"It's a little different," Charles, now a tight end for the Cincinnati Bengals, said. "I don't really know a lot of people around campus. The people that I went to class with have already left, so there are a lot of new faces."
Charles said that one of the toughest transitions was adjusting to the amount of free time he now has. His daily routine in the NFL was a 12-hour affair that started at 6:45 a.m. Now, his classes begin as late as 11 a.m. and release as early as noon, giving the tight end ample time to study, train or just "chill."
Charles added that there were some similarities between life on campus and in the NFL, citing that the Bengals' position meetings were quite comparable to a classroom atmosphere.
"I'm used to working with my iPad, where the plays are right there, and I'm writing my little notes down when the coaches are going through some key points," Charles said. "Now the teachers are talking throughout the whole class, and you've got to make sure you keep up with it because that slide might not be on eLC [the university's learning software]."
Charles still has a ways to go before completing his degree, though. He's taking 15 credit hours this spring — the most he's taken at once — and will have to do so again before finishing with a lighter class load. In total, he should fulfill all requirements after two more semesters.
Jones, on the other hand, is much closer to finishing. After taking 10 credit hours this spring, Jones will have a semester of student-teaching in front of him before becoming a Georgia graduate. Jones said that he might return to Athens to complete those responsibilities but that he has the option to do so in Houston, where he plays for the Texans.
Jones also said that his return to school has generated even more respect from his teammates, particularly because he said he was the lone Houston Texans player to do so this spring.
"They were like, ‘Wow.'" Jones said. "I think every kid says that they're going to come back and finish, but actually going through with it shows a little character."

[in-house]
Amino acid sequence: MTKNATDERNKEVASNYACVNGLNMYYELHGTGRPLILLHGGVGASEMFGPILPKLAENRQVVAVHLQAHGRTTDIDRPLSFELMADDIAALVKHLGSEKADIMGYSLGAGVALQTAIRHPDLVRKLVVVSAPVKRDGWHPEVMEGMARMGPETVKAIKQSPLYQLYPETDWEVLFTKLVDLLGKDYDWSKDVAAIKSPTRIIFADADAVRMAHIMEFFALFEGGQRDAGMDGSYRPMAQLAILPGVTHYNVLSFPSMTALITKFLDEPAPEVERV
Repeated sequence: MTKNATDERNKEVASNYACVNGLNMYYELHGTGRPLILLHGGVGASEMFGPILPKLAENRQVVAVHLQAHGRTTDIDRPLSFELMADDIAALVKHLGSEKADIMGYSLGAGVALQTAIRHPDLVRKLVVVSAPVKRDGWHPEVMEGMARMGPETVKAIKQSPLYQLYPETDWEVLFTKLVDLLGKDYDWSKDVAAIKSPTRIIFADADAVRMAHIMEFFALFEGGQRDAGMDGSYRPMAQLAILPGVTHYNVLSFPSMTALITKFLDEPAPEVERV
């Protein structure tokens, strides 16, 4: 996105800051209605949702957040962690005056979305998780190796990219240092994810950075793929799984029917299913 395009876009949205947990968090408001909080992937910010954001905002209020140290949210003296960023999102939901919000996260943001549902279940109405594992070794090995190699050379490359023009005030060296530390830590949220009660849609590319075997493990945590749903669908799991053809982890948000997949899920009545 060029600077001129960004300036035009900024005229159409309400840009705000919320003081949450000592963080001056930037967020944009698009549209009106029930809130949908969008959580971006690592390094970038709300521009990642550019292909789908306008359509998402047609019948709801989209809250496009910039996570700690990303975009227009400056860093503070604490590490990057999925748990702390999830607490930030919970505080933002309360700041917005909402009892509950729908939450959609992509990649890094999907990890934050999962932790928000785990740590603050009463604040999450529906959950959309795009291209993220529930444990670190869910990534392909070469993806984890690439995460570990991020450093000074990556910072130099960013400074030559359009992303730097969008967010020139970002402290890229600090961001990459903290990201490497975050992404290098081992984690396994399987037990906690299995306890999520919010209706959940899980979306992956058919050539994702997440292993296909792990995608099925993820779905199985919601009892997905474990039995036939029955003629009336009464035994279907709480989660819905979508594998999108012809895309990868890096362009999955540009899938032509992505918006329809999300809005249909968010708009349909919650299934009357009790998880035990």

Like Charles, Jones said the toughest transition to the pro level was one off the field.
"I just missed my friends," Jones said. "You don't have that bond that you do when four or five guys are living in the same house. You really don't hang out in the locker rooms or go grab dinner with the guys after practice like you did in college."
But Jones said that he and his fellow Texan offensive lineman built a strong relationship by season's end and that the group was a great help in his transition to other positions on the line — something he hadn't done since his senior year of high school. It appeared to prove beneficial, as the 2011 All-American earned a start at right guard in the team's wildcard playoff win over Charles' Bengals.
There is no love lost between the two, however, even though Charles' season ended that day.
"I wasn't going to trash talk to Ben," Charles said. "We felt that we were going to win. Our defense was real hot, so we thought we were going to shut them down. At the end of the day, we lost. We've got to get back, regroup and hopefully go further next year."
Both are excited about their respective careers in front of them. But they are also, once again, enjoying life as a student.